One of the major ingredients for any new house purchase is always Location, Location, Location, so Phil Spencer and Kirstie Allsop would have us believe. The same can be said for thriller writing. Some of the best mystery stories in the past owe their success to the setting in general, even the setting for their pivotal crimes. Morse for example, really wouldn’t have worked as well, if it had been set in Glasgow for example. Nothing against Glasgow, Angels and Demons, owes its success to the backdrop of Rome and the election of a new Pope. The corridors of power in Washington, London, Moscow and the Kremlin, have for years been the biggest draw for readers. Parks are regularly used as the setting for crimes, Central Park features in numerous film and TV dramas, while Gerard O’Donovan’s book The Priest is set in around Dublin’s largest green space, Phoenix Park. This month’s book is set among the lush green woodland of The New Forest in Hampshire in southern England. It’s Dying Wish by James Raven (www.james-raven.com) published by Robert Hale Books (www.halebooks.com).
According to the book, the New Forest covers around 200 square miles of English countryside, originally a hunting ground for the monarchy it is now one of the UK’s most popular destinations for day-trippers, campers and cyclists. It’s a patchwork of open heath and dense woodland, inhabited by its own breed of wild pony and various types of deer.
Over the years this area’s dark history has given rise to grim legends and withheld sinister secrets, but a few are about to come to the surface. When a local author Grant Mason, whose most recent work has been a series of books on walks around the forest, is taken ill at a book signing in the nearby city of Southampton, his dying wish is for his loyal assistant to burn his house down. Shocked at this request, she contacts her friend Detective Chief Inspector Jeff Temple, who goes to the house deep in the New Forest to check things out and is attacked when he disturbs an intruder A follow up search of the property reveals an array of unusual objects including a stun gun, explicit photo’s, as well as a map of the new forest with crosses and names marked on it. What initially looks like an open and shut case, soon turns in to a series of missing persons cold cases. As temple and his team start digging at the various sites and discovering bodies, they also find graphic video evidence on a laptop that points to to the likely probability that Mason wasn’t alone. The team were already working on a missing persons case before this; the disappearance of a couple from Southampton. But there names weren’t on the map, so are they connected and if so where are they. The race is on to find the couple and stop Grant’s sexually depraved accomplice before more people are abducted and killed, All the while Temple and his team have their own various personal problems to deal with.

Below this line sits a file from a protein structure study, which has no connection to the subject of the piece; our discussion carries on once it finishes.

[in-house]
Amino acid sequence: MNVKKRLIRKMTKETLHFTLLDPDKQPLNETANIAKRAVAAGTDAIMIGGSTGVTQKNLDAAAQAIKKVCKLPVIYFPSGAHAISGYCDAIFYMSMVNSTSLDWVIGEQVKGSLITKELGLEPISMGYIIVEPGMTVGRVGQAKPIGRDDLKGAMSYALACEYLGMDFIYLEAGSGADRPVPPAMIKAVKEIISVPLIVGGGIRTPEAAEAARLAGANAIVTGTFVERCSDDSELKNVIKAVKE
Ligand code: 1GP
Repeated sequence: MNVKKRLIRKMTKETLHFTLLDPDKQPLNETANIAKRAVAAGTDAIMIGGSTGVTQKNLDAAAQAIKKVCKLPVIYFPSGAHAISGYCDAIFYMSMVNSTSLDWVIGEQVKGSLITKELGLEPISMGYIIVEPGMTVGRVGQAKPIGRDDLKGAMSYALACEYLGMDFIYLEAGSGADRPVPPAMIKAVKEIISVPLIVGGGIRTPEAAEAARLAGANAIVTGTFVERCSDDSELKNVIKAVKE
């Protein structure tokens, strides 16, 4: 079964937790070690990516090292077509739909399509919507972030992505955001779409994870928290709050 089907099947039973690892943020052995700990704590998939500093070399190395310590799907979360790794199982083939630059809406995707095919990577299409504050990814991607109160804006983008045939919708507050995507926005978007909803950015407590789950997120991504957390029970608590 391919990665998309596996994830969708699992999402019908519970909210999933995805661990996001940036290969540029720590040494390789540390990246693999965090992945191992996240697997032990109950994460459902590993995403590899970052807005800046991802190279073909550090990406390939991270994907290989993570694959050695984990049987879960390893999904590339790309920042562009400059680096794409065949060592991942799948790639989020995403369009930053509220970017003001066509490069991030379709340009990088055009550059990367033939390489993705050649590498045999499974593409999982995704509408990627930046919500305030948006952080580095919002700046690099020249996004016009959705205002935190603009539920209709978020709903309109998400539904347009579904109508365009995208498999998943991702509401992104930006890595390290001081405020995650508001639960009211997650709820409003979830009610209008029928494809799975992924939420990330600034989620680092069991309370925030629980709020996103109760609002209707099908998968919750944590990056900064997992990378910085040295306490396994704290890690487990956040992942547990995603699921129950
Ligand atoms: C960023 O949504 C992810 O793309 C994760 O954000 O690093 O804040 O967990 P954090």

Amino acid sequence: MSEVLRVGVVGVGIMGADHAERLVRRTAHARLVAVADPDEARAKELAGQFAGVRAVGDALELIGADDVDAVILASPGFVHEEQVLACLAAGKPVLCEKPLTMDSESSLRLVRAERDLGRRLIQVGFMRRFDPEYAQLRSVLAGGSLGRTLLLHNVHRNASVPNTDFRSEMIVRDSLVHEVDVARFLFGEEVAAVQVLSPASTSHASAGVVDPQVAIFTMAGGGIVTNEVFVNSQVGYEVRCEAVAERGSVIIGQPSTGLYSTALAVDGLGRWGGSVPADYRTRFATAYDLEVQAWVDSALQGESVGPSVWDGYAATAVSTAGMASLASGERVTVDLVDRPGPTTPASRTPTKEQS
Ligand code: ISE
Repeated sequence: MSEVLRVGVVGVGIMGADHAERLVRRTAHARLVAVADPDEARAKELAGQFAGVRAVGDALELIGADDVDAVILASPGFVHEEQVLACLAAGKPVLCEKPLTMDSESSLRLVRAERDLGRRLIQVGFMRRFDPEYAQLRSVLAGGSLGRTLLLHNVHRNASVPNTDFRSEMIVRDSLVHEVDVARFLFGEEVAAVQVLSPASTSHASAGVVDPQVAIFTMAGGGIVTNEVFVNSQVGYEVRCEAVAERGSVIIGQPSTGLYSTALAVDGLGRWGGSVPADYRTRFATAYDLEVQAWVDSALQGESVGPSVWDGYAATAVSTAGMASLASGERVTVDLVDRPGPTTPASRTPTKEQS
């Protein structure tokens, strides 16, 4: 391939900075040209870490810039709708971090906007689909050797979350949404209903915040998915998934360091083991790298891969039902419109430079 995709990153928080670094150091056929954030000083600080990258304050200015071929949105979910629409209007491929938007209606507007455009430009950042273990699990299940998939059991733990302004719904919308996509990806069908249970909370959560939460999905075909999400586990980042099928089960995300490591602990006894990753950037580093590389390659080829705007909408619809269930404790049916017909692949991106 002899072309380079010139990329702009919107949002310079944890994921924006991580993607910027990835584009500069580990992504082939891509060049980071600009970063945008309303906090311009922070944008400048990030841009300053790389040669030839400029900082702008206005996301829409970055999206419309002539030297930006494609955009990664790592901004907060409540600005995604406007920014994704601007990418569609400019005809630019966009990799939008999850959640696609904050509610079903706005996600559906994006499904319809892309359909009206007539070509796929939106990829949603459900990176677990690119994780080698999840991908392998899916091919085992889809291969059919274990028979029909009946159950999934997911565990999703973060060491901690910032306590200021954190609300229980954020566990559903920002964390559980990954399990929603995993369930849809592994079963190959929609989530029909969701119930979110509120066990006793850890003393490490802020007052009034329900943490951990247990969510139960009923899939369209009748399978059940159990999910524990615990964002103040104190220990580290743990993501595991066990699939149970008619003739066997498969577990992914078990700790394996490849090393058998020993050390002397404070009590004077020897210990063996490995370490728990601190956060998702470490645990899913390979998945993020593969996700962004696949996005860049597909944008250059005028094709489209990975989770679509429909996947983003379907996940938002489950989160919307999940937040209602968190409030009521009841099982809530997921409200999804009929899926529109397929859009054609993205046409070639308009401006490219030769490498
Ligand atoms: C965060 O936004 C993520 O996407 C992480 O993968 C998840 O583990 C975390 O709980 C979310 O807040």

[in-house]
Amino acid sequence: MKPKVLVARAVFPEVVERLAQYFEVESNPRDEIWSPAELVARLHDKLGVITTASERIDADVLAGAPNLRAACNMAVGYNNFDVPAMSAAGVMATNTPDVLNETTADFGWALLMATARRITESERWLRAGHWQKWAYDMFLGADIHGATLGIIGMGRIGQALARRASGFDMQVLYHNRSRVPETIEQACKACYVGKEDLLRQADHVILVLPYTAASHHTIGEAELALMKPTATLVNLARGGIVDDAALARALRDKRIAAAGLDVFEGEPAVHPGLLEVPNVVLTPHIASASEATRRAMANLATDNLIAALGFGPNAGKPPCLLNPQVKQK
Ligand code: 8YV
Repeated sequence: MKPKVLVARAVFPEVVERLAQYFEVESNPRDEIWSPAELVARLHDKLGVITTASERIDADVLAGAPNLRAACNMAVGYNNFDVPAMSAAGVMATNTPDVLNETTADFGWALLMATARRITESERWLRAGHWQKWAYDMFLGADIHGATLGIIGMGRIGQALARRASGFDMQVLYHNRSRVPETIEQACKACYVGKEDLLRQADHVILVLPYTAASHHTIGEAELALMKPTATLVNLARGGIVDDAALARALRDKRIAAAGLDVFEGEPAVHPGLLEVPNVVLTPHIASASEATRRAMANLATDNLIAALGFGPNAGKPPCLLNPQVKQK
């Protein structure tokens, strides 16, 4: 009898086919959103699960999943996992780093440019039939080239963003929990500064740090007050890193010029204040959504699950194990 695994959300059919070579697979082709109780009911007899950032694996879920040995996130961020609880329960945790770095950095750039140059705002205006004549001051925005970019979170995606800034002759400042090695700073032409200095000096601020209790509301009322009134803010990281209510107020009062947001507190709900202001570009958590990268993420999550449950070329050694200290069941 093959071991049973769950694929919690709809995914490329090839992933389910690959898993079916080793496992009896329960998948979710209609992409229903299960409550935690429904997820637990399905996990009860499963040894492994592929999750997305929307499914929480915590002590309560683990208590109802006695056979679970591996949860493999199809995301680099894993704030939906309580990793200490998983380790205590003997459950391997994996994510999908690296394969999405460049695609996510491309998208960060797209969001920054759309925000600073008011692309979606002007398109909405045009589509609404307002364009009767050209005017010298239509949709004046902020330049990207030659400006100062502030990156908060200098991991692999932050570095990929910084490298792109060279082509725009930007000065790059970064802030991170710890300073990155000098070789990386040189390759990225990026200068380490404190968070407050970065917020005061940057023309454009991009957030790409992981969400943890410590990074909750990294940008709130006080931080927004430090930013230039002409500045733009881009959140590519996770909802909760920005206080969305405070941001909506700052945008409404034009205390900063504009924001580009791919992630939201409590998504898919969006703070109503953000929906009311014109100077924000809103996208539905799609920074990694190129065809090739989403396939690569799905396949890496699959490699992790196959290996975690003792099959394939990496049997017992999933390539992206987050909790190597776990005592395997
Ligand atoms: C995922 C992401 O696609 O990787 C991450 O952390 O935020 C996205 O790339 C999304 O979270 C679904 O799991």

At just over two hundred pages long, Raven’s book doesn’t leave room for niceties its a real ‘wham bam thank you mam‘ hell ride from the start. This is the next best thing to having a sack put over your head , your hands tied and thrown in the back of a vehicle as it has you gripped from page one. This is thriller writing at it’s best, it’s a well thought out and original story set in a vast virginal landscape which would and should give any writer big juicy hunks of inspiration and James has harvested this beautifully.
This isn’t the first time that British author James Raven has broken new ground in original story-lines and settings, his
previous book Random Targets has Jeff and the team hunting a sniper whose taking pot-shots at rush hour traffic on Britain’s motorways. This is Raven, a former journalist’s tenth book and his fourth featuring DCI Jeff Temple. The others are the afore mentioned Random Targets, Rollover and Urban Myth, the next book featuring DCI Temple is Blogger and will be published in early 2016. His other books include After Execution, Red Blitz, Artic Blood and Stark Warning.
Temple himself is an iconic British detective cut from the same cloth as other modern fictional policemen like Tom Barnaby from TV’s Midsommer Murders, He is flawed and is affected by his personal life, especially in this book. He’s no Jack Bauer, but he does take stupid risks on a number of occasions, leading to the proof that he is human and also bleeds as well as get battered and bruised not once but at least twice, which is good to see in a protagonist. It’s nice that a suspect can slip away every now and then owing to the fact that he’s knocked the hero unconscious, not through some stupid Hollywood fantastical excuse.
The story-line is not for the fainthearted, the descriptions of the depraved acts committed by Grant Mason and his accomplice are full in your face and gives the real feeling you’re in on the case with Temple and his team. It takes Fifty Shades of Grey to and new dark and depraved level. It left me feeling like I’d been hit with a fully packed rucksack and hiking boots.
So with the nights definitely closing in on us, this is the ideal book to read on dark windy evenings. Then after that I’d go get my hands on his previous books. Because Raven is proof that small, tightly written, plot driven books are cool.